1. Nursing offers proven health benefits for baby and mom.
A growing body of research suggests several short and long term health benefits for breastfeeding infants. Some of the areas examined to date are cognitive health, including a lower risk of autism spectrum disorder, lower risk of chronic diseases such as type 1 and 2 diabetes, cardiovascular disease, and lower rates of obesity. Furthermore, a recent research study published in Pediatrics examines how breastfeeding may alter a gene that's responsible for regulating the infant's physiological response to stress. For mom, studied benefits of nursing include lower risk of breast and ovarian cancers, type 2 diabetes, cardiovascular disease, rheumatoid arthritis, and a swifter return to her pre-pregnancy weight. The hormones released during breastfeeding may also regulate mom's stress response. All in all - the perfect formula for happy and healthy mom and baby.
2. It may be painful in the beginning but it doesn't have to be.
Breastfeeding doesn't have to hurt, but sometimes it does due to common circumstances like the baby's inability to latch on correctly and/or remove enough milk from the breast. If the baby is inappropriately latched on during a feeding, insert your finger into the corner of the baby's mouth to break suction. Never pull the baby off the nipple while he is still latched. You may have seen various nipple creams on the market, but there's an easier and more affordable way to relieve sore nipples. When you are done nursing or pumping just dab a few drops of breast milk over the nipple area and let air dry after each feeding. The antibodies found in breastmilk are great for preventing infection and healing cracked nipples.
If your breasts are engorged and not relieved after nursing, try nursing more often, at least 8 times a day. You may additionally need to pump after each feeding. Gentle massaging of the breasts using circular motions can knead out any hard lumps. Cold compresses wrapped in cloth may also be applied between feedings for about 10 minutes at a time to relieve inflammation.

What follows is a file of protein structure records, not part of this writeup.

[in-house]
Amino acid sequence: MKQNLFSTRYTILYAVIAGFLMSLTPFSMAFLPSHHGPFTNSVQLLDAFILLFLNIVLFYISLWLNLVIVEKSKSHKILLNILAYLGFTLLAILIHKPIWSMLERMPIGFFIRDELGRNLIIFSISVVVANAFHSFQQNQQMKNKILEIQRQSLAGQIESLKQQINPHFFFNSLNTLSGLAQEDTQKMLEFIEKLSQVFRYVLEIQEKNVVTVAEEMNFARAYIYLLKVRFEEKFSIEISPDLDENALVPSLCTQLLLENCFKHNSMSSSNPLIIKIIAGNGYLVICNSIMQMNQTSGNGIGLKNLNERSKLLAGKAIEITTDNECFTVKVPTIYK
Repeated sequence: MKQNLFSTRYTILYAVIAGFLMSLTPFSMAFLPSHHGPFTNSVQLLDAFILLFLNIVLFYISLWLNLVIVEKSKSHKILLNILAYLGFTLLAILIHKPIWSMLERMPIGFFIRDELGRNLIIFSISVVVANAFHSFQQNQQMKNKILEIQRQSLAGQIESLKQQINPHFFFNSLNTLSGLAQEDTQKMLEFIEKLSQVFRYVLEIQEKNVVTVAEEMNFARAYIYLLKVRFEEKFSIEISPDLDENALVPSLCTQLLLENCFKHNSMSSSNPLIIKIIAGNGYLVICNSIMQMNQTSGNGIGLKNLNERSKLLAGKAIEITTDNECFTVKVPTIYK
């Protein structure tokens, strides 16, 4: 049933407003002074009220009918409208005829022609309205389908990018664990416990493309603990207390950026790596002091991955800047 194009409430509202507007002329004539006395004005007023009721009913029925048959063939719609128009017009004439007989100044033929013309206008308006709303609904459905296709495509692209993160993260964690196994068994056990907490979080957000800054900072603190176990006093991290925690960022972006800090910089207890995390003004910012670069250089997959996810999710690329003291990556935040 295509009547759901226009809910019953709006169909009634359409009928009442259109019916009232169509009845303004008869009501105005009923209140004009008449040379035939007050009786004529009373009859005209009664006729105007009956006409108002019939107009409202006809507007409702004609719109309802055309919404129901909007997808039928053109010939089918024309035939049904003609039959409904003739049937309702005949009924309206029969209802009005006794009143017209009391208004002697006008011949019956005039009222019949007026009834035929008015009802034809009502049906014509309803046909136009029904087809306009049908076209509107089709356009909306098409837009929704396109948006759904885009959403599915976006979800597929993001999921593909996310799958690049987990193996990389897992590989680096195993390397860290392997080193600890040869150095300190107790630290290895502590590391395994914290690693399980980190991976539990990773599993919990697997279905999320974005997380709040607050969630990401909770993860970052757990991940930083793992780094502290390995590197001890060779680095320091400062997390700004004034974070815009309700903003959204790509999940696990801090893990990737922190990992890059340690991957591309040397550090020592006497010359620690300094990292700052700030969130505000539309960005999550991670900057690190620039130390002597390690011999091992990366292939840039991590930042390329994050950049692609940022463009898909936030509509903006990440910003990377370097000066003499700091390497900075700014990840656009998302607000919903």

3. There's no such thing as NOT having enough milk.
Milk production functions on the basis of supply and demand. So if there is less demand, your body will naturally start producing less milk. The best way to build up your supply in the first weeks of baby's life is to continue to feed on demand and offer the breast as much as possible (even if it already seems like you are!) If your baby is having a hard time taking to the breast, use an electric pump after each feeding to stimulate milk production.
4. The way you store your milk is important.
There are some important food safety guidelines to take into consideration when storing breastmilk. Freshly expressed breastmilk can sit out at room temperature for 4-6 hours. However, once the baby drinks from a bottle, it should not be offered at a later time. Expressed breastmilk can be refrigerated for up to 4 days, and frozen for up to 6 months.
5. Breasfeeding is not always a walk in the park.
No one ever really talks about the hardships of breastfeeding. So when these hardships are met by a new mom, it may come as a harsh surprise. As challenging as the venture may or may not be for you, remember 2 very important things: #1 it is so worth it to stick it out. #2 Sticking it out doesn't have to be difficult. You are not the first woman to nurse. There are countless moms with countless experiences we can learn from, and luckily there exist many networks, communities, and professionals out there to turn to. It can start in the hospital shortly after delivery, where lactation consultants and nurses are usually available to guide you through your nursing endeavor. Once you leave the hospital there are numerous resources at your disposal. Just to name a few, you can...
Find a board certified lactation consultant
Find a La Leche League Leader in your area
Talk to a WIC lactation consultant or Breastfeeding Peer Counselor